Prayer is central to the Rev. Lee Strawhun's ministry at Westwood United Methodist Church, Cincinnati. Two years ago, he and his congregation heard about the Breakthrough Prayer Initiative and knew it would be perfect for them. It is one of several short Traction Tracks courses - specific training, resourcing, coaching and implementation components developed within the Missional Church Consultation Initiative.
Launched in 2011 by Bishop Bruce Ough, and continued by Bishop Gregory V. Palmer, MCCI is designed for churches that need revitalization. A spinoff of MCCI, Traction Tracks contains pullout training components from MCCI resourcing.
"We heard about Traction Tracks through the conference website and gathered about six people to go to a Sunday afternoon event (Breakthrough Prayer Initiative)," Strawhun recalled. "We had been emphasizing prayer for over eight years and needed a boost in our ministry. From the very beginning of my pastorate at Westwood UMC, God told me (yes, I use that language), 'Nothing will be accomplished at Westwood without prayer.'"
Located on the city's west side, Westwood is in an urban mixed neighborhood experiencing a rebirth with young families moving into the area.
"We are a 177-year-old ministry that had its largest attendance in the 1960s and now worships around 400 in four different services in four different styles," said Strawhun, senior pastor. "We also have an African congregation that worships in the building. We are very active in the community and have a full-time missionary on staff."
With the church council's blessing, the Breakthrough Prayer team began to plan a rich variety of events and ministries. These include prayer walks around the community, the local elementary school, downtown Cincinnati and the church, as well as an annual prayer retreat. A prayer chain with requests and praises goes out weekly. A prayer wall includes requests for and answers to prayer. In the monthly newsletter, "The Prayer Corner" features testimonies about God's answers. Monthly videos, shown during worship services, feature prayer testimonies and publicity for prayer events. Postcards are available for members and attendees to send to people for whom they are praying. Each staff member and ministry has a prayer partner. Prayer stations around the church provide quiet settings in which to pray.
"What has happened at Westwood UMC is miraculous and extraordinary," said the Rev. Sue Nilson Kibbey. She leads the conference's Office of Missional Church Development.
Traction Tracks is designed for churches and pastors who may not have the capacity for the entire MCCI, but who could gain traction from the learning, training, guidance and application of one aspect, she explained. The individual short courses are geared for congregations of any size and setting.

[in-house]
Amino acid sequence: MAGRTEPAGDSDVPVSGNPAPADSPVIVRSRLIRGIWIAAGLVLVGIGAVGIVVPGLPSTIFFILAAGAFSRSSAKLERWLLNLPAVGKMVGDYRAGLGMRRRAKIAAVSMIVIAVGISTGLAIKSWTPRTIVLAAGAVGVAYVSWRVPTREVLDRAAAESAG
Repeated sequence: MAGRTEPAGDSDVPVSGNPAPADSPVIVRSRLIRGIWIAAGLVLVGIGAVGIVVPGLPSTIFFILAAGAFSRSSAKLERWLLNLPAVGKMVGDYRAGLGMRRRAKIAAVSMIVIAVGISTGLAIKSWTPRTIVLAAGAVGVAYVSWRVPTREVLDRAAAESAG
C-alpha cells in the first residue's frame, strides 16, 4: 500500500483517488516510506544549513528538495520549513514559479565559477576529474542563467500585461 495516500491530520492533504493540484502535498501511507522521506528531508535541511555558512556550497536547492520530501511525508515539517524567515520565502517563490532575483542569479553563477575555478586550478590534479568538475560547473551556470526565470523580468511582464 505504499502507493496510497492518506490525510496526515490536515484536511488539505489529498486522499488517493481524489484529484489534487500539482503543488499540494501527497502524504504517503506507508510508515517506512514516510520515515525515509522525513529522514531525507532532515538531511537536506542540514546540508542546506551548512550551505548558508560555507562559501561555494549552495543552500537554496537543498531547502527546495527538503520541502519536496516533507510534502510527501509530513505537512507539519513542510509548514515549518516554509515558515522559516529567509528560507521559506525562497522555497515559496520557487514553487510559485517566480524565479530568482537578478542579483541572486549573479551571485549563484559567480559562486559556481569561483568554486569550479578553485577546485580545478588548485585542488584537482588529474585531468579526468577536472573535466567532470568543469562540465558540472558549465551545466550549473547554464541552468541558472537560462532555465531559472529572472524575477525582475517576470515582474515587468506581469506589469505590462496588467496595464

'Many amazing stories have emerged'
Now in its third year, Traction Tracks offers classes every fall and spring. "More than 20 Traction Tracks courses have been offered since we began," Nilson Kibbey said. Those have included about 140 congregation pastors/teams, with nearly 1,000 participants overall.
Traction Tracks courses are neither randomly selected nor merely the result of a topic suggestion. They are all pullouts from MCCI resourcing, already proven to make a significant difference in a church's revitalization journey.
Palmer, who has described Traction Tractions as a key initiative for revitalization, is a vocal supporter of the popular courses. "Results have been uniformly fruitful," Nilson Kibbey said, "and many amazing stories have emerged from them."
The Rev. Mark Fuerstenau, for example, serves a two-point charge in the West Ohio Conference. Recently, he and a team from one of his small United Methodist churches, Mount Cory, participated in a course called "Family Ties: Home, Church and Community." The result? Today, nearly every child and youth in their small town is involved in some aspect of the congregation's ministries.
"Every Traction Track course," Nilson Kibbey said, "requires the pastor to attend and to bring along a team, so all are trained and equipped and have momentum to go home and implement across the congregation together."
Other Traction Tracks topics have included "Be Our Guest," "Social Media Strategies," "Sparking a Volunteer Revolution through Catalytic Outreach," "Streamlining Your Administrative Structure," "Visual Identity and Communication" and "Worship Design and Enhancement."
Unlike MCCI, which is by episcopal invitation only and funded by the conference, Traction Tracks asks congregational teams to pay a registration fee that covers materials and meals.
"MCCI and Traction Tracks are all based on a model of training, equipping, assignments, application, guidance/coaching and accountability," Nilson Kibbey said. "This model helps ensure that pastors and teams move from teachability into 'action-ability,' truly implementing new skills and tools for traction forward in a specific aspect of renewal."
Other annual conferences have asked if their pastors and teams could participate via live video connection. "We are actively exploring that possibility," Nilson Kibbey said, "and hope by January 2020 to make this a reality."
- Barbara Dunlap-Berg